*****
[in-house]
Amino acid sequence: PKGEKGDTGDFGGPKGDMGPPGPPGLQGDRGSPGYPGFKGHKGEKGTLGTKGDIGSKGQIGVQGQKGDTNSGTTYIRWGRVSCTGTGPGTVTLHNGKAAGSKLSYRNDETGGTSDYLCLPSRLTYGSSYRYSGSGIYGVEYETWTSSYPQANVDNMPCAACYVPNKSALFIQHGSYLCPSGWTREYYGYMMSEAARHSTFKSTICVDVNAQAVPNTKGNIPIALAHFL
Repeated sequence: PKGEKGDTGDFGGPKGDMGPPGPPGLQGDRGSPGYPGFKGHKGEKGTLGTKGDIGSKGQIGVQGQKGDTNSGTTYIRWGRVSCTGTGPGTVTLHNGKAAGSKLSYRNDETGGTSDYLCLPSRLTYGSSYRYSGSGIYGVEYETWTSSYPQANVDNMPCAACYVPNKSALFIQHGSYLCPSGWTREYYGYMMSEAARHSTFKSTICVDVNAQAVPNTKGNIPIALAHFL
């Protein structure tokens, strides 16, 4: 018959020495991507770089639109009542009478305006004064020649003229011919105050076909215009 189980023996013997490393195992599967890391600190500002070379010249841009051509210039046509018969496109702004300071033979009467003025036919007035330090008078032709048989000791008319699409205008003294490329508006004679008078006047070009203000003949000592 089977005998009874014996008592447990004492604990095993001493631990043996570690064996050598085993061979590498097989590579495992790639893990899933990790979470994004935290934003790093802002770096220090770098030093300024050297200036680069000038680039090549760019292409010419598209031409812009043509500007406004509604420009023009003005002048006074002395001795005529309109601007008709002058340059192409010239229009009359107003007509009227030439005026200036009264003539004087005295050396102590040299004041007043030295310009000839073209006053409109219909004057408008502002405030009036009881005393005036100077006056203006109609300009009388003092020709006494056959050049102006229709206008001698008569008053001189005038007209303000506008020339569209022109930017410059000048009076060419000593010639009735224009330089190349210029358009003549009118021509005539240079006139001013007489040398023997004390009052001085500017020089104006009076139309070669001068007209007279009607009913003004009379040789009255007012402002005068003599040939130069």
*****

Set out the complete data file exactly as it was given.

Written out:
[in-house]
Amino acid sequence: PKGEKGDTGDFGGPKGDMGPPGPPGLQGDRGSPGYPGFKGHKGEKGTLGTKGDIGSKGQIGVQGQKGDTNSGTTYIRWGRVSCTGTGPGTVTLHNGKAAGSKLSYRNDETGGTSDYLCLPSRLTYGSSYRYSGSGIYGVEYETWTSSYPQANVDNMPCAACYVPNKSALFIQHGSYLCPSGWTREYYGYMMSEAARHSTFKSTICVDVNAQAVPNTKGNIPIALAHFL
Repeated sequence: PKGEKGDTGDFGGPKGDMGPPGPPGLQGDRGSPGYPGFKGHKGEKGTLGTKGDIGSKGQIGVQGQKGDTNSGTTYIRWGRVSCTGTGPGTVTLHNGKAAGSKLSYRNDETGGTSDYLCLPSRLTYGSSYRYSGSGIYGVEYETWTSSYPQANVDNMPCAACYVPNKSALFIQHGSYLCPSGWTREYYGYMMSEAARHSTFKSTICVDVNAQAVPNTKGNIPIALAHFL
């Protein structure tokens, strides 16, 4: 018959020495991507770089639109009542009478305006004064020649003229011919105050076909215009 189980023996013997490393195992599967890391600190500002070379010249841009051509210039046509018969496109702004300071033979009467003025036919007035330090008078032709048989000791008319699409205008003294490329508006004679008078006047070009203000003949000592 089977005998009874014996008592447990004492604990095993001493631990043996570690064996050598085993061979590498097989590579495992790639893990899933990790979470994004935290934003790093802002770096220090770098030093300024050297200036680069000038680039090549760019292409010419598209031409812009043509500007406004509604420009023009003005002048006074002395001795005529309109601007008709002058340059192409010239229009009359107003007509009227030439005026200036009264003539004087005295050396102590040299004041007043030295310009000839073209006053409109219909004057408008502002405030009036009881005393005036100077006056203006109609300009009388003092020709006494056959050049102006229709206008001698008569008053001189005038007209303000506008020339569209022109930017410059000048009076060419000593010639009735224009330089190349210029358009003549009118021509005539240079006139001013007489040398023997004390009052001085500017020089104006009076139309070669001068007209007279009607009913003004009379040789009255007012402002005068003599040939130069």